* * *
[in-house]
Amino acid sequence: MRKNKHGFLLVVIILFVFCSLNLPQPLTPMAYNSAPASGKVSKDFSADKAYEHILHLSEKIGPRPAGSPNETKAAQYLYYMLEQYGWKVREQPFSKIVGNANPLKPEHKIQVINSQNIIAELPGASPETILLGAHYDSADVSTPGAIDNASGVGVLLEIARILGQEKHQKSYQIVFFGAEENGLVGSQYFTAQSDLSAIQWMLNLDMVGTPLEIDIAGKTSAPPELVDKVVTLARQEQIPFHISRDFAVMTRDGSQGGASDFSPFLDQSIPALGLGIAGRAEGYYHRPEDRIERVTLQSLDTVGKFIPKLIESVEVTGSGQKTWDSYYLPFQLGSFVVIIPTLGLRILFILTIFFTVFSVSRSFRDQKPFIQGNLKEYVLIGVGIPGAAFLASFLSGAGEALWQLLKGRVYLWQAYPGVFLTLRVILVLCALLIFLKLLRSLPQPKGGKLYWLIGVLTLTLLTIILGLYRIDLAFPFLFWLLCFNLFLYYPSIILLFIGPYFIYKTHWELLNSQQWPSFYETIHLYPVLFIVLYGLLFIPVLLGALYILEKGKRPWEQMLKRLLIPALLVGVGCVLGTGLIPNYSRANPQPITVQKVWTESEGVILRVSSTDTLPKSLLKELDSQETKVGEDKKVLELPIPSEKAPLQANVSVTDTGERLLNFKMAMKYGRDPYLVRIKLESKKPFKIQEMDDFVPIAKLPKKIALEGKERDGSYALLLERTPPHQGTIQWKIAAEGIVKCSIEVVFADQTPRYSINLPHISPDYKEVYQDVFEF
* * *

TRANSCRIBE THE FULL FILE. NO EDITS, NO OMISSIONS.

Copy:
[in-house]
Amino acid sequence: MRKNKHGFLLVVIILFVFCSLNLPQPLTPMAYNSAPASGKVSKDFSADKAYEHILHLSEKIGPRPAGSPNETKAAQYLYYMLEQYGWKVREQPFSKIVGNANPLKPEHKIQVINSQNIIAELPGASPETILLGAHYDSADVSTPGAIDNASGVGVLLEIARILGQEKHQKSYQIVFFGAEENGLVGSQYFTAQSDLSAIQWMLNLDMVGTPLEIDIAGKTSAPPELVDKVVTLARQEQIPFHISRDFAVMTRDGSQGGASDFSPFLDQSIPALGLGIAGRAEGYYHRPEDRIERVTLQSLDTVGKFIPKLIESVEVTGSGQKTWDSYYLPFQLGSFVVIIPTLGLRILFILTIFFTVFSVSRSFRDQKPFIQGNLKEYVLIGVGIPGAAFLASFLSGAGEALWQLLKGRVYLWQAYPGVFLTLRVILVLCALLIFLKLLRSLPQPKGGKLYWLIGVLTLTLLTIILGLYRIDLAFPFLFWLLCFNLFLYYPSIILLFIGPYFIYKTHWELLNSQQWPSFYETIHLYPVLFIVLYGLLFIPVLLGALYILEKGKRPWEQMLKRLLIPALLVGVGCVLGTGLIPNYSRANPQPITVQKVWTESEGVILRVSSTDTLPKSLLKELDSQETKVGEDKKVLELPIPSEKAPLQANVSVTDTGERLLNFKMAMKYGRDPYLVRIKLESKKPFKIQEMDDFVPIAKLPKKIALEGKERDGSYALLLERTPPHQGTIQWKIAAEGIVKCSIEVVFADQTPRYSINLPHISPDYKEVYQDVFEF